Theories of Personality

Various theories on the nature of personality are available in the scientific literature. They include Humanistic theories, Biological theories, Behaviorist theories, and Somatological theories. Let’s discuss each of them to better understand how people behave. Which one of these theories is most likely to be accurate? Hopefully, this article will provide some useful information. But first, let’s understand what a “Big Five” personality is. These traits are broadly defined by psychologists.

Humanistic theories of personality

Humanistic theories of personality focus on the uniqueness of individuals and the positive qualities that all people possess. They suggest that a healthy personality results from reaching one’s full potential and realizing one’s potential. Humanistic theories of personality were developed by psychologist Carl Rogers, who believed that all people are born with good qualities and significant potential. These theories were developed through Rogers’ clinical work with clients. Despite its flaws, humanistic theories have had many positive effects on psychological research.

Biological theories of personality

The biological theory of personality explains traits and characteristics by way of the brain. The basic concepts of this theory are related to the psychology of survival and reproduction. For example, it explains that human beings choose a partner on the basis of the parental investment and the underlying biological structure. As a result, males generally prefer older females who are physically attractive and have high reproductive abilities. Further, arousal levels can be related to the scale of extraversion.

Behaviorist theories of personality

Many psychologists agree that personal characteristics influence behavior. These characteristics include innate temperaments, learned habits, beliefs, opportunities, punishments, and chance occurrences. According to behaviorist theories, we can alter personality traits through changing our environment. Some scientists say infant temperaments vary as soon as they are born. Some are eager to explore the world and others are fearful or passive. These differences in temperaments could help us understand how our personality develops.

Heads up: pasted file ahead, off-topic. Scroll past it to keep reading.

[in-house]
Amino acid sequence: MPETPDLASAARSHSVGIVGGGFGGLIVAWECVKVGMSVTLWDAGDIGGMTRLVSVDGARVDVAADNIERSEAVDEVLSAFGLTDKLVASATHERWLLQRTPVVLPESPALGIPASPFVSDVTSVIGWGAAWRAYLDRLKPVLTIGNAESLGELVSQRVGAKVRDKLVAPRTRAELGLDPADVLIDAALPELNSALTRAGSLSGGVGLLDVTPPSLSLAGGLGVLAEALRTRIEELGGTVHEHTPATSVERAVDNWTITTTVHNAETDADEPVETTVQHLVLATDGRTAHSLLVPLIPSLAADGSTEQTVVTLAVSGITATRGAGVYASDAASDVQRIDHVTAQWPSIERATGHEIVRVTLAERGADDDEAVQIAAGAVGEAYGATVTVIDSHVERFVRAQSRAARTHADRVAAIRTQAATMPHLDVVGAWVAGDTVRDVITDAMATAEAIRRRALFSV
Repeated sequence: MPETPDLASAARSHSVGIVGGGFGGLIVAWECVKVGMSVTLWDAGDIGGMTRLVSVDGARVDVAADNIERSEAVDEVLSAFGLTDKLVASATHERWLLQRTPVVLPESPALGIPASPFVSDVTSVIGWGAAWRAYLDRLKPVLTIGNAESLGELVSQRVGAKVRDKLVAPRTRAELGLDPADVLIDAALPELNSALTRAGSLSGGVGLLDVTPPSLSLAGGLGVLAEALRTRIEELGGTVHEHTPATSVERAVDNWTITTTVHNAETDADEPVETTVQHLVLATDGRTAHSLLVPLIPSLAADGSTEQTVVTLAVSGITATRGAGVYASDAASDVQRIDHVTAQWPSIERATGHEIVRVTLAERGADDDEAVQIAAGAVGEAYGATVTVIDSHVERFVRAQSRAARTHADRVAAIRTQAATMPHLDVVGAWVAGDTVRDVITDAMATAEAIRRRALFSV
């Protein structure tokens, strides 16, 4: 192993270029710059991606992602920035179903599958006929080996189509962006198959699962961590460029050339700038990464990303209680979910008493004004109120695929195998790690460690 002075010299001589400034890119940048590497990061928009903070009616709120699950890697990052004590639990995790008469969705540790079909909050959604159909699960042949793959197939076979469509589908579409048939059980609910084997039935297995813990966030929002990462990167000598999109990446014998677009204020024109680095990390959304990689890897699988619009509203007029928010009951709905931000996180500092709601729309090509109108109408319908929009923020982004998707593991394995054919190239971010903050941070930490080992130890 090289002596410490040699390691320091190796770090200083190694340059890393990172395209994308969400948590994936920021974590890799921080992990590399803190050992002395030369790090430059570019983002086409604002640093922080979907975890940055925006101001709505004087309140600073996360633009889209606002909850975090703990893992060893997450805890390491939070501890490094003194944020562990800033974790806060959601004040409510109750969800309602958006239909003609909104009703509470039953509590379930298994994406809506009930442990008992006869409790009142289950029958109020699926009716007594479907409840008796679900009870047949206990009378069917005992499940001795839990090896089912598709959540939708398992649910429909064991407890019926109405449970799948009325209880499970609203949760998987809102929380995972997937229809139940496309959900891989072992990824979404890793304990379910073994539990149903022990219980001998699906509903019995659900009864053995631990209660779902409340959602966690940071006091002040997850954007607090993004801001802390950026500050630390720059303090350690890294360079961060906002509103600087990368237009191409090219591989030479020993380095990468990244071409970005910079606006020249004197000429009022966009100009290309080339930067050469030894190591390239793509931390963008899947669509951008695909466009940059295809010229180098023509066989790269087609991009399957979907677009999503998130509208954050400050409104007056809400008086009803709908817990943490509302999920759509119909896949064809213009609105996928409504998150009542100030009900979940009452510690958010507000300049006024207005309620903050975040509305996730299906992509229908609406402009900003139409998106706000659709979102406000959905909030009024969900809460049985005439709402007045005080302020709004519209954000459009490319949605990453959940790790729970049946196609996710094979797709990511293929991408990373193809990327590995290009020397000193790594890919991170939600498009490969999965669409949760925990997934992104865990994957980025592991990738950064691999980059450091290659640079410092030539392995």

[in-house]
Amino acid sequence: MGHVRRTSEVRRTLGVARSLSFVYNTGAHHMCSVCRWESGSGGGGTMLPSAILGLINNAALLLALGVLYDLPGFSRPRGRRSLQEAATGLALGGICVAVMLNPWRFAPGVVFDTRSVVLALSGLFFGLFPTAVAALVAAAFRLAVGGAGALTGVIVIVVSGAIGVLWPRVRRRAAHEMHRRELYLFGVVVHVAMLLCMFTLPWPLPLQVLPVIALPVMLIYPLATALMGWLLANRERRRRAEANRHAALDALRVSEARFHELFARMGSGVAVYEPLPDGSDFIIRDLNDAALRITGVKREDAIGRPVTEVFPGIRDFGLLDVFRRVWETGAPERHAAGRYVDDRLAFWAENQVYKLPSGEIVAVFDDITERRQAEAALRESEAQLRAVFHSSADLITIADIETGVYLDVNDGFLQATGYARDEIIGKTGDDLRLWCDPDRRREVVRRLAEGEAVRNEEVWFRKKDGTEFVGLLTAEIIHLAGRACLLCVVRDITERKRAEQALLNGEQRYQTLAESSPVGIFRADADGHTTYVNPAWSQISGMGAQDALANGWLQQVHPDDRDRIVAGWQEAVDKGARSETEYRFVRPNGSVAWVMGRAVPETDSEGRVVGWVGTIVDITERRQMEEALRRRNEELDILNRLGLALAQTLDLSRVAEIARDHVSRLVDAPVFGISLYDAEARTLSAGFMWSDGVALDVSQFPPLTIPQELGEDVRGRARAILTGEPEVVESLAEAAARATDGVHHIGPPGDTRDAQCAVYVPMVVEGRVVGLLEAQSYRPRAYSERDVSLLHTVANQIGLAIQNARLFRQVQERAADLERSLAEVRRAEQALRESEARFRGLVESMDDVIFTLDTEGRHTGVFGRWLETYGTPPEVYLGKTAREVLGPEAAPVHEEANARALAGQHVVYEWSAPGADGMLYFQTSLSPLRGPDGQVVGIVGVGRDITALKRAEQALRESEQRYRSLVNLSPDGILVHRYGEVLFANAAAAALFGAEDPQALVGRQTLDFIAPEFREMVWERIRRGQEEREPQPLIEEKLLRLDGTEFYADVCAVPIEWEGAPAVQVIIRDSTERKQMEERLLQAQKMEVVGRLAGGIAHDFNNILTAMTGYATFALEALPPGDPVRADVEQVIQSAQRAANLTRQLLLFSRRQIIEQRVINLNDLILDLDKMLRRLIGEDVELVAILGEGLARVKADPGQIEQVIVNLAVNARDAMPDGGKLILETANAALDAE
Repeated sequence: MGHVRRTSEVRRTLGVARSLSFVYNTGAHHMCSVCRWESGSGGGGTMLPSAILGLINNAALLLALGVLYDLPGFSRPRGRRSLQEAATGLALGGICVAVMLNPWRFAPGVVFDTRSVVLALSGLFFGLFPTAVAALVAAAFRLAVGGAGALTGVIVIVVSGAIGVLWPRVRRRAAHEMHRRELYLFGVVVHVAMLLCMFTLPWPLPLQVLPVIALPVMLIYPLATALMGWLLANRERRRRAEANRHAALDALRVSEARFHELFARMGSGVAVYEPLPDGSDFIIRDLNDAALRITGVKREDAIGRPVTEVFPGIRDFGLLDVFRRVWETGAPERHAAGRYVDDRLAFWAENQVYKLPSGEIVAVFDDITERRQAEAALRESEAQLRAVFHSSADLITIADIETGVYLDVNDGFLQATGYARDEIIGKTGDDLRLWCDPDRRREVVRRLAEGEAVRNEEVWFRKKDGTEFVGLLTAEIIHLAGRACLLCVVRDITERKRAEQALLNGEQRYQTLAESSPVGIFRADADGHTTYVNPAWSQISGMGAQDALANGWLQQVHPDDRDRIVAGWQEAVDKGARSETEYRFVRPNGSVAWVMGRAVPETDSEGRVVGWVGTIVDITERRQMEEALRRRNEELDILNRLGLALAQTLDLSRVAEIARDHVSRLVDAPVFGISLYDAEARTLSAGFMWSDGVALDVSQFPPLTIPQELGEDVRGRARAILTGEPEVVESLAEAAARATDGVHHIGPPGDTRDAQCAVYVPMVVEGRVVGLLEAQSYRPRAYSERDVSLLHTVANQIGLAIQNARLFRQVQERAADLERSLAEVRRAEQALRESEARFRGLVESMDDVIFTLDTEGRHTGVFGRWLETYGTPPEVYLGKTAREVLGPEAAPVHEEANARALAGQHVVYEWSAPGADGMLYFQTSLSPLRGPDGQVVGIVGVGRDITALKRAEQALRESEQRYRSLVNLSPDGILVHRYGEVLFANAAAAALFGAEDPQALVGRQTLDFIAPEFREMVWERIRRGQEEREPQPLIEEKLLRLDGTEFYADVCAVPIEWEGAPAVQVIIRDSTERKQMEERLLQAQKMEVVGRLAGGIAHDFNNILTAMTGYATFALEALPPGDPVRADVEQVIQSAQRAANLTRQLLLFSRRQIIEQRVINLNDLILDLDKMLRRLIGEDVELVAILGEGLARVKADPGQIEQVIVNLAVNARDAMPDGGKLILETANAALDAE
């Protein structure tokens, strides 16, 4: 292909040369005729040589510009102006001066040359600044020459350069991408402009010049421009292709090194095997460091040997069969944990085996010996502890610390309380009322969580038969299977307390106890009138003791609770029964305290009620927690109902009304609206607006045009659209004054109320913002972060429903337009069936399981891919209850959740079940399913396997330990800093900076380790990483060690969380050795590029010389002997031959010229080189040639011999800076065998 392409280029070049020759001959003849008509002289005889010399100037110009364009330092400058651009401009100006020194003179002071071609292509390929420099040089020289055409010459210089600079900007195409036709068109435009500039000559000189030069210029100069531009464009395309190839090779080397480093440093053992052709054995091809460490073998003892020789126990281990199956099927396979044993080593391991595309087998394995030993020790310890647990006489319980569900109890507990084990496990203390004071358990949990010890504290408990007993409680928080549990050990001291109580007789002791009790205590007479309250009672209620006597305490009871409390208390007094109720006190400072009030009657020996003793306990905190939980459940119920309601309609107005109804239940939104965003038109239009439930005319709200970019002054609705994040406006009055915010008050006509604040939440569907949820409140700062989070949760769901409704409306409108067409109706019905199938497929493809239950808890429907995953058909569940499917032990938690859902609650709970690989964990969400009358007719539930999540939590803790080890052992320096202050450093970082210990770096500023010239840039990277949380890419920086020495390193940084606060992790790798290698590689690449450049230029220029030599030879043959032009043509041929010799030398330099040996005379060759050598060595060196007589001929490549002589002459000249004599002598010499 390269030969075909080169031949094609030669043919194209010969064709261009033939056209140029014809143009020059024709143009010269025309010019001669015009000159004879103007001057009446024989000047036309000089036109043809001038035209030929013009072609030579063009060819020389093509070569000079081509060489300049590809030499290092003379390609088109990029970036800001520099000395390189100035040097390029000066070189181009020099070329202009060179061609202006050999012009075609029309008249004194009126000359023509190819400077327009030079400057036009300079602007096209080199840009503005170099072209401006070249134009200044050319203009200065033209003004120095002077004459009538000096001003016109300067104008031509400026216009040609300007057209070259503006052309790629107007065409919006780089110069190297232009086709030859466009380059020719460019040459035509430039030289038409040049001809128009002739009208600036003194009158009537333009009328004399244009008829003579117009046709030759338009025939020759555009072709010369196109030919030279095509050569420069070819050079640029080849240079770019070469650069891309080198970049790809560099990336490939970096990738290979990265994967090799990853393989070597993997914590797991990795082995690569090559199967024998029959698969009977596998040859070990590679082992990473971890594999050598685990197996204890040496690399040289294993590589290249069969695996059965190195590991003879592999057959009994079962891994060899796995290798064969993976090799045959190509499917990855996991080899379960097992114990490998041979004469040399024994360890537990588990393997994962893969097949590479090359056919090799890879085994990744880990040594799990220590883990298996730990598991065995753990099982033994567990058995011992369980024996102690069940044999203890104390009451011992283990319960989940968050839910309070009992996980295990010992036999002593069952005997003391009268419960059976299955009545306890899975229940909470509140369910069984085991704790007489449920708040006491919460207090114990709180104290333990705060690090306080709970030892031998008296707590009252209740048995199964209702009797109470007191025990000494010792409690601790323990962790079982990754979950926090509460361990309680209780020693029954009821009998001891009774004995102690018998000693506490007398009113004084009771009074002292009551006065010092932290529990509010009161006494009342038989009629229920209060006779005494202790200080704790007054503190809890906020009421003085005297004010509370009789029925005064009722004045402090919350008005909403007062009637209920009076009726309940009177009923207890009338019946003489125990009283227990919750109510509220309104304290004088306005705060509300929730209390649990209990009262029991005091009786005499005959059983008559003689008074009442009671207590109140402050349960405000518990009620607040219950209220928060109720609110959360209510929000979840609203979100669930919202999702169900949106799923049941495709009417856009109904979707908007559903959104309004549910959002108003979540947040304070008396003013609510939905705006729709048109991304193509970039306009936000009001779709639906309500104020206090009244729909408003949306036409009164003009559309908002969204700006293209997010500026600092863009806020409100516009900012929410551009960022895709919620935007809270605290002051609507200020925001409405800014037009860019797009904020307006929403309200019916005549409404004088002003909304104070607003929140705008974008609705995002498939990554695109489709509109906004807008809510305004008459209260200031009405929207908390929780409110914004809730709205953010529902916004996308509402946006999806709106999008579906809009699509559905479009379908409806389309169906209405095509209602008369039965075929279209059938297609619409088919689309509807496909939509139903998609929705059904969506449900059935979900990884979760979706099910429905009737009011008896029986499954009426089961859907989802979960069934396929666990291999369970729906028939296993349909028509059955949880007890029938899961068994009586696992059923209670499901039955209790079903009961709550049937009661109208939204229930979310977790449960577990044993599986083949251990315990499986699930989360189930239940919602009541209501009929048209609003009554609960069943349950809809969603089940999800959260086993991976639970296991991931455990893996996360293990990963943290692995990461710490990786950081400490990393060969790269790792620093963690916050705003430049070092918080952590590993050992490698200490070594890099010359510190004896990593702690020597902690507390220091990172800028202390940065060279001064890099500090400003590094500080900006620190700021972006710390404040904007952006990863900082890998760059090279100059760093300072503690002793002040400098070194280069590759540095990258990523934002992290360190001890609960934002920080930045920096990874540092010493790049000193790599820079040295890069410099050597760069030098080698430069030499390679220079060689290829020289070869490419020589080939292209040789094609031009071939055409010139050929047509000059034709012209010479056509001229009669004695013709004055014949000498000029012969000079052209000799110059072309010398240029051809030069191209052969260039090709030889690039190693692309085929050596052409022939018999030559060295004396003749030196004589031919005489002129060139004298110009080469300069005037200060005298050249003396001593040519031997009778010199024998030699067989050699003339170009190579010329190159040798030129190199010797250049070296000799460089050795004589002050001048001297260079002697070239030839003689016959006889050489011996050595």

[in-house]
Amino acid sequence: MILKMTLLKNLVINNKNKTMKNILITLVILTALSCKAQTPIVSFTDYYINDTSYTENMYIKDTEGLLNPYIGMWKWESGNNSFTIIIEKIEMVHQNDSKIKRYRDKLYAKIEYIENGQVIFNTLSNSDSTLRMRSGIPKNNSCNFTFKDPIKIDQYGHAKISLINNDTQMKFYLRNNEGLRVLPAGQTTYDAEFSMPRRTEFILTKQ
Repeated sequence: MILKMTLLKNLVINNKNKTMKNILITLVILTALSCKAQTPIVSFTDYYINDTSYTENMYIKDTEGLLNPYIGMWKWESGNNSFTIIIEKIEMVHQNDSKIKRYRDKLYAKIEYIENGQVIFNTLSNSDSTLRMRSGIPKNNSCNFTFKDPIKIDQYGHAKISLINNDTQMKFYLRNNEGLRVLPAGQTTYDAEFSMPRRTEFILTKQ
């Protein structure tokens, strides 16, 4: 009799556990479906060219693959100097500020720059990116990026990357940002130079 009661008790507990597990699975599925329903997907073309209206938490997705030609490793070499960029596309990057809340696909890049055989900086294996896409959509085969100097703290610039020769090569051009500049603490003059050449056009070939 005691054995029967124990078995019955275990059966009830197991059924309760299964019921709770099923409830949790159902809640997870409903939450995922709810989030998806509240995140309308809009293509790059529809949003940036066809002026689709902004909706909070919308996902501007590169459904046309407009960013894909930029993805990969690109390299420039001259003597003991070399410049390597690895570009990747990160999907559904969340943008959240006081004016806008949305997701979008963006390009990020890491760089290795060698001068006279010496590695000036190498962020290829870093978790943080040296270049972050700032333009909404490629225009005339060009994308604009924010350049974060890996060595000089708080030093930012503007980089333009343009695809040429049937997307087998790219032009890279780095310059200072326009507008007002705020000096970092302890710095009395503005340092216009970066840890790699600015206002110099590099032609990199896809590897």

Somatological theories of personality

Somatological theories of personality focus on socialization and the influence of environment on human behavior. Socialization involves the process of learning through observation. Cognitive factors are derived from the way we interpret the social environment. As a result, personality emerges in behavior. The interaction of cognitive and social factors is called reciprocal determinism. However, this relationship is not complete. In some cases, social factors may be important in influencing behavior, while others may not.

Projective measures of personality

Projective measures of personality use ambiguity as a stimulus, often visual, to challenge the testee’s ability to maintain coherence under stress. Some examples of such measures include the Rorschach inkblot method and the Thematic Apperception Test, which require test takers to answer a series of ambiguous questions. Each of these measures challenges the testee’s ability to maintain coherence under stress, drawing on their signature pattern of meaning-making.